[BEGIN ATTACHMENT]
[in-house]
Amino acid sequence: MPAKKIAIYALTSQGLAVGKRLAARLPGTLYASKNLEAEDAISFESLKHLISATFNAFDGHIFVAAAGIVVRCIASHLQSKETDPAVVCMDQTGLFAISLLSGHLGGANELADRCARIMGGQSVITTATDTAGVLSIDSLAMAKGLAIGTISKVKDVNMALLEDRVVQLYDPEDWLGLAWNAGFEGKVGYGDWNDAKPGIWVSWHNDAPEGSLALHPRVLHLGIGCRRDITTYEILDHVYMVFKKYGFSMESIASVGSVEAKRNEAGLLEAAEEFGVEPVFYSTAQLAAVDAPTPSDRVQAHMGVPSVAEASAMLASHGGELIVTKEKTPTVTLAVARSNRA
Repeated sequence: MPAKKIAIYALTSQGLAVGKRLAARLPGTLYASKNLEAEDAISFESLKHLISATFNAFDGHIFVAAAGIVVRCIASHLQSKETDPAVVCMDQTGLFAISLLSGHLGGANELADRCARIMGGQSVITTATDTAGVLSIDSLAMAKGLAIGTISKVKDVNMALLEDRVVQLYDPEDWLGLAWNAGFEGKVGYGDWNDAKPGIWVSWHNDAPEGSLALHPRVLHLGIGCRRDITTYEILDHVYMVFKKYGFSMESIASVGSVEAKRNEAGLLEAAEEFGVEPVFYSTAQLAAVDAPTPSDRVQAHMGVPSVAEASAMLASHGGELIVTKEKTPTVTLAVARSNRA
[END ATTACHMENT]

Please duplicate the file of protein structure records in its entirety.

[in-house]
Amino acid sequence: MPAKKIAIYALTSQGLAVGKRLAARLPGTLYASKNLEAEDAISFESLKHLISATFNAFDGHIFVAAAGIVVRCIASHLQSKETDPAVVCMDQTGLFAISLLSGHLGGANELADRCARIMGGQSVITTATDTAGVLSIDSLAMAKGLAIGTISKVKDVNMALLEDRVVQLYDPEDWLGLAWNAGFEGKVGYGDWNDAKPGIWVSWHNDAPEGSLALHPRVLHLGIGCRRDITTYEILDHVYMVFKKYGFSMESIASVGSVEAKRNEAGLLEAAEEFGVEPVFYSTAQLAAVDAPTPSDRVQAHMGVPSVAEASAMLASHGGELIVTKEKTPTVTLAVARSNRA
Repeated sequence: MPAKKIAIYALTSQGLAVGKRLAARLPGTLYASKNLEAEDAISFESLKHLISATFNAFDGHIFVAAAGIVVRCIASHLQSKETDPAVVCMDQTGLFAISLLSGHLGGANELADRCARIMGGQSVITTATDTAGVLSIDSLAMAKGLAIGTISKVKDVNMALLEDRVVQLYDPEDWLGLAWNAGFEGKVGYGDWNDAKPGIWVSWHNDAPEGSLALHPRVLHLGIGCRRDITTYEILDHVYMVFKKYGFSMESIASVGSVEAKRNEAGLLEAAEEFGVEPVFYSTAQLAAVDAPTPSDRVQAHMGVPSVAEASAMLASHGGELIVTKEKTPTVTLAVARSNRA